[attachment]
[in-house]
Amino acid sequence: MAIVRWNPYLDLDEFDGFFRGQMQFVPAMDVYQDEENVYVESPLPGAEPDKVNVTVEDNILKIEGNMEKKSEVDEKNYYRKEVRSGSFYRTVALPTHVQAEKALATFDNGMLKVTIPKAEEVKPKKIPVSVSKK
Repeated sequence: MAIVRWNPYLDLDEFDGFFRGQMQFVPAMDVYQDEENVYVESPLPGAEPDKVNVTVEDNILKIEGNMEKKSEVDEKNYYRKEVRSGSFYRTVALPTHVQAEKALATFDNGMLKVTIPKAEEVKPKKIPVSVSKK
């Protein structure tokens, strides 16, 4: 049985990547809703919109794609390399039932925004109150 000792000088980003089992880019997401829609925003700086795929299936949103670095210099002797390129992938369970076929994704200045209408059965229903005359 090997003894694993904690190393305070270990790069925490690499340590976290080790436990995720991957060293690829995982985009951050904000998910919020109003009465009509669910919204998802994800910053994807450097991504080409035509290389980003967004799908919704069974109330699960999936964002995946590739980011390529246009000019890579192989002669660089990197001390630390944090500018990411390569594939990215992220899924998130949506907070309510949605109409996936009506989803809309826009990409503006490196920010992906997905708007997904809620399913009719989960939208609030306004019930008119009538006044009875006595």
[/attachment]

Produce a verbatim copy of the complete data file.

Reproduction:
[in-house]
Amino acid sequence: MAIVRWNPYLDLDEFDGFFRGQMQFVPAMDVYQDEENVYVESPLPGAEPDKVNVTVEDNILKIEGNMEKKSEVDEKNYYRKEVRSGSFYRTVALPTHVQAEKALATFDNGMLKVTIPKAEEVKPKKIPVSVSKK
Repeated sequence: MAIVRWNPYLDLDEFDGFFRGQMQFVPAMDVYQDEENVYVESPLPGAEPDKVNVTVEDNILKIEGNMEKKSEVDEKNYYRKEVRSGSFYRTVALPTHVQAEKALATFDNGMLKVTIPKAEEVKPKKIPVSVSKK
């Protein structure tokens, strides 16, 4: 049985990547809703919109794609390399039932925004109150 000792000088980003089992880019997401829609925003700086795929299936949103670095210099002797390129992938369970076929994704200045209408059965229903005359 090997003894694993904690190393305070270990790069925490690499340590976290080790436990995720991957060293690829995982985009951050904000998910919020109003009465009509669910919204998802994800910053994807450097991504080409035509290389980003967004799908919704069974109330699960999936964002995946590739980011390529246009000019890579192989002669660089990197001390630390944090500018990411390569594939990215992220899924998130949506907070309510949605109409996936009506989803809309826009990409503006490196920010992906997905708007997904809620399913009719989960939208609030306004019930008119009538006044009875006595």